High-resolution molecular genomic autopsy reveals complex sudden unexpected death in epilepsy risk profile



Advanced variant detection in genes underlying risk of sudden unexpected death in epilepsy (SUDEP) can uncover extensive epistatic complexity and improve diagnostic accuracy of epilepsy-related mortality. However, the sensitivity and clinical utility of diagnostic panels based solely on established cardiac arrhythmia genes in the molecular autopsy of SUDEP is unknown. We applied the established clinical diagnostic panels, followed by sequencing and a high density copy number variant (CNV) detection array of an additional 253 related ion channel subunit genes to analyze the overall genomic variation in a SUDEP of the 3-year-old proband with severe myoclonic epilepsy of infancy (SMEI). We uncovered complex combinations of single nucleotide polymorphisms and CNVs in genes expressed in both neurocardiac and respiratory control pathways, including SCN1A, KCNA1, RYR3, and HTR2C. Our findings demonstrate the importance of comprehensive high-resolution variant analysis in the assessment of personally relevant SUDEP risk. In this case, the combination of de novo single nucleotide polymorphisms (SNPs) and CNVs in the SCN1A and KCNA1 genes, respectively, is suspected to be the principal risk factor for both epilepsy and premature death. However, consideration of the overall biologically relevant variant complexity with its extensive functional epistatic interactions reveals potential personal risk more accurately.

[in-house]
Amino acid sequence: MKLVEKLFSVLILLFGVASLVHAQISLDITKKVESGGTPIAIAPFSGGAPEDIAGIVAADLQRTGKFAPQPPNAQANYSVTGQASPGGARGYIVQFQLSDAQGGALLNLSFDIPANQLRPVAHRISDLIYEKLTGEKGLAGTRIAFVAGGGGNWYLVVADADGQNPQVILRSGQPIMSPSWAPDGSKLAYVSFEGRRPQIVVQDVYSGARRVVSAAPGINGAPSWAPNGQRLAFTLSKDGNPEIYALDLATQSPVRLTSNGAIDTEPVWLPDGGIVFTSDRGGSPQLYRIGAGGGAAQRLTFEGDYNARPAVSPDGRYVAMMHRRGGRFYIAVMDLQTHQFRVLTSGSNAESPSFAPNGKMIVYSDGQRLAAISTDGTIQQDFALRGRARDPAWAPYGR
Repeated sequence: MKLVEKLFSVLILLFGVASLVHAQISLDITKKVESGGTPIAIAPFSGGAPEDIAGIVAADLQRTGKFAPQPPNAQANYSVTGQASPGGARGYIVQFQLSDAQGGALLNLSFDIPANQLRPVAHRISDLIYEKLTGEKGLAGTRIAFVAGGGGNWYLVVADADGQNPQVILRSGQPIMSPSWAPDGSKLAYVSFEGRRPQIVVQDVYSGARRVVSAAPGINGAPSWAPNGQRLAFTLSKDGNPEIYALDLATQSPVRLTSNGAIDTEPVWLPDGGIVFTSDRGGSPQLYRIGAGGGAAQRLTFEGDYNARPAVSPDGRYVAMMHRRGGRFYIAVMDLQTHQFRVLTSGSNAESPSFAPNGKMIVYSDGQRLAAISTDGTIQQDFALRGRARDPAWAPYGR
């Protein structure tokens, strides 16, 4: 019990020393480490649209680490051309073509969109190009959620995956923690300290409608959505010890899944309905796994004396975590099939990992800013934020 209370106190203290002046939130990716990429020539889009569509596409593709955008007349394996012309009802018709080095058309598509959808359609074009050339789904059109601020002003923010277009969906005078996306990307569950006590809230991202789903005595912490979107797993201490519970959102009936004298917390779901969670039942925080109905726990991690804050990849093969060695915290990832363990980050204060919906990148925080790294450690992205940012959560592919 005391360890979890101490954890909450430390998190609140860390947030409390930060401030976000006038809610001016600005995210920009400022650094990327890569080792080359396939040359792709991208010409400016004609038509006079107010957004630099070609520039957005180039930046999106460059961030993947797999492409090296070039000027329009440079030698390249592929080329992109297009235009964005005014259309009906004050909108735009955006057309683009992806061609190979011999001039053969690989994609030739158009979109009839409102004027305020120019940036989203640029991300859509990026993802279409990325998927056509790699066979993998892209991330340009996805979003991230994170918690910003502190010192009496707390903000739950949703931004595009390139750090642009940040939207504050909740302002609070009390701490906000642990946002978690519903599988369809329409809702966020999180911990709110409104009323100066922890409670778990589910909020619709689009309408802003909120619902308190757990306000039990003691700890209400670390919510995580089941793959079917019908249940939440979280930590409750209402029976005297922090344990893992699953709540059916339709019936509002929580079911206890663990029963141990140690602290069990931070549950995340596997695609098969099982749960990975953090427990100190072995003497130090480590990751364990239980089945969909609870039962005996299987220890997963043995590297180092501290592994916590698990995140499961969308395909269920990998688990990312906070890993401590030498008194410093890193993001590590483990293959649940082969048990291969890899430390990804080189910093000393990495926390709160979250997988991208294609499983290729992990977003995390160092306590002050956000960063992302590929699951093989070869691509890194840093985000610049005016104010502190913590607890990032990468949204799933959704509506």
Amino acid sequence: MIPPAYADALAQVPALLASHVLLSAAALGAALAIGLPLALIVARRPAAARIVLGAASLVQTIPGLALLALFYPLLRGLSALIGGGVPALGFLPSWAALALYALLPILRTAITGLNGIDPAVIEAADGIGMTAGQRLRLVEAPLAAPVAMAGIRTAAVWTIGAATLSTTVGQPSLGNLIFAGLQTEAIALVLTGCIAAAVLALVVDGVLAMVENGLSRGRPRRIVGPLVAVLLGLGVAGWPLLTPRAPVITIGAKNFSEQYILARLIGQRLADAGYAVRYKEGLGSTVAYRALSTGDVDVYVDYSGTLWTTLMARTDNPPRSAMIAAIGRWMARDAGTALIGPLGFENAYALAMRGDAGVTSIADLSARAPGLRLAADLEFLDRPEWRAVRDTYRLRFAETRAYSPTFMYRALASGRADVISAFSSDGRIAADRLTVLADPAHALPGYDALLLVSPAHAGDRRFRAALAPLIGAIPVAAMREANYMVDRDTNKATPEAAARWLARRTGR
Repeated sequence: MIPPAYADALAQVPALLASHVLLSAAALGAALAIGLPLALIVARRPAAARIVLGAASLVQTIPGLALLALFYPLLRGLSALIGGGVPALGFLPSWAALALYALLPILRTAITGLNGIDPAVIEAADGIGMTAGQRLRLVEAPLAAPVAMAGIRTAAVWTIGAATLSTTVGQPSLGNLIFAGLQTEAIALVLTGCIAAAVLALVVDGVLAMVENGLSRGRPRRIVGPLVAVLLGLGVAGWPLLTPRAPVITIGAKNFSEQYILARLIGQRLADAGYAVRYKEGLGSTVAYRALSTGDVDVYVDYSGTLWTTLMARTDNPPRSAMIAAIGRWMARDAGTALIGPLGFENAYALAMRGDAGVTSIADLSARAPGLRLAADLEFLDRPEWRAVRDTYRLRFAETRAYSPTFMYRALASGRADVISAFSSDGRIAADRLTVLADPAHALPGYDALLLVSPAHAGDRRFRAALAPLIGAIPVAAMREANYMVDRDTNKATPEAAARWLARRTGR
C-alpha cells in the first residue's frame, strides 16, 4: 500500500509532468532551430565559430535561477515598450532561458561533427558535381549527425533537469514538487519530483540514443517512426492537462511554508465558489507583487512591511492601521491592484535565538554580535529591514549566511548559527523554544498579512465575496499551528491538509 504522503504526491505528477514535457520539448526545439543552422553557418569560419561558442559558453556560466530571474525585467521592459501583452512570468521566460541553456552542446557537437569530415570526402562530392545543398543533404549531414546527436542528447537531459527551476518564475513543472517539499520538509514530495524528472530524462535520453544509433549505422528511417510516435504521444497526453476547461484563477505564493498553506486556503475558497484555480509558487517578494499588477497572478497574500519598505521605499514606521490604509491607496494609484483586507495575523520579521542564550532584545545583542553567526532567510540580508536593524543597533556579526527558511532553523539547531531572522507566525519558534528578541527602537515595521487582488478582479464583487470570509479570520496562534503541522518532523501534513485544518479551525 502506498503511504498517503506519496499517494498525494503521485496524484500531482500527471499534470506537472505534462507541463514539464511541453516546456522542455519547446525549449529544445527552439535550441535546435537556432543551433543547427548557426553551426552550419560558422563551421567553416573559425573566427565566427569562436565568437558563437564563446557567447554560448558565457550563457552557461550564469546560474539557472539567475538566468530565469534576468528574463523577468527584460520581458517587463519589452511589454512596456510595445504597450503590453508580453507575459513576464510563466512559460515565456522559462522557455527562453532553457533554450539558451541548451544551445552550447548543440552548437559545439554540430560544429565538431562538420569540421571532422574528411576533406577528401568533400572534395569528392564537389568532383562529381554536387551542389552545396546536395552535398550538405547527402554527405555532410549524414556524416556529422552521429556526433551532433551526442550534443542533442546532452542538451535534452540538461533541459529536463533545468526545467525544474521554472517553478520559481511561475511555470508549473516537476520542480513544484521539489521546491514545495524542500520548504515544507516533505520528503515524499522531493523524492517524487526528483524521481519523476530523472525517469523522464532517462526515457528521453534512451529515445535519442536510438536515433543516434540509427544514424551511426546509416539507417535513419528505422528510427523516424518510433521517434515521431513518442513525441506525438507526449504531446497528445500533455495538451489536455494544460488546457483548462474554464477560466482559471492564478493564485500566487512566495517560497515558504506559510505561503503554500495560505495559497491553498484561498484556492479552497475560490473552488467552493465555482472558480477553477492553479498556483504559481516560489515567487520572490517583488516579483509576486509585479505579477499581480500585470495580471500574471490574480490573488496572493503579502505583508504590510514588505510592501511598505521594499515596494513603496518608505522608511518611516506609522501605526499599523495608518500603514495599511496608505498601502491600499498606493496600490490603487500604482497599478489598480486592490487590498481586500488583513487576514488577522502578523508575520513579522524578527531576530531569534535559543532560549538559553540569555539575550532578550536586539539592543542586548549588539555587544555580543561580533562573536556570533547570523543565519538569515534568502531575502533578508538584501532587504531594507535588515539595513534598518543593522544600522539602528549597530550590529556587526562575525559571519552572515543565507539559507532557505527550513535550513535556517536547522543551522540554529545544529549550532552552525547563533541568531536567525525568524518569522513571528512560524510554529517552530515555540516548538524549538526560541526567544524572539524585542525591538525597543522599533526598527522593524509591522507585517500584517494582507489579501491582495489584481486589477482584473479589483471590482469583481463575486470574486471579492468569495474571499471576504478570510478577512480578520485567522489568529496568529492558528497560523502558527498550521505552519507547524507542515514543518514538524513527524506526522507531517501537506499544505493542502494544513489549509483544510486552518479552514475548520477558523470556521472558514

Children with epileptic encephalopathy and uncontrolled seizures are at increased risk for sudden unexpected death in epilepsy (SUDEP).[1] Yet, the clinical risk factors do not provide a pathogenic mechanism, and they are not strongly predictive of the individual mortality hazard.

Ion channel genes that modulate cardiac, autonomic, and respiratory functions are prime molecular risk factors for SUDEP. The causative mechanistic link between epilepsy, arrhythmias, sudden death, and the most common LQT gene, the potassium channel KCNQ1, was originally demonstrated in transgenic mice[2] and subsequently clinically validated.[3]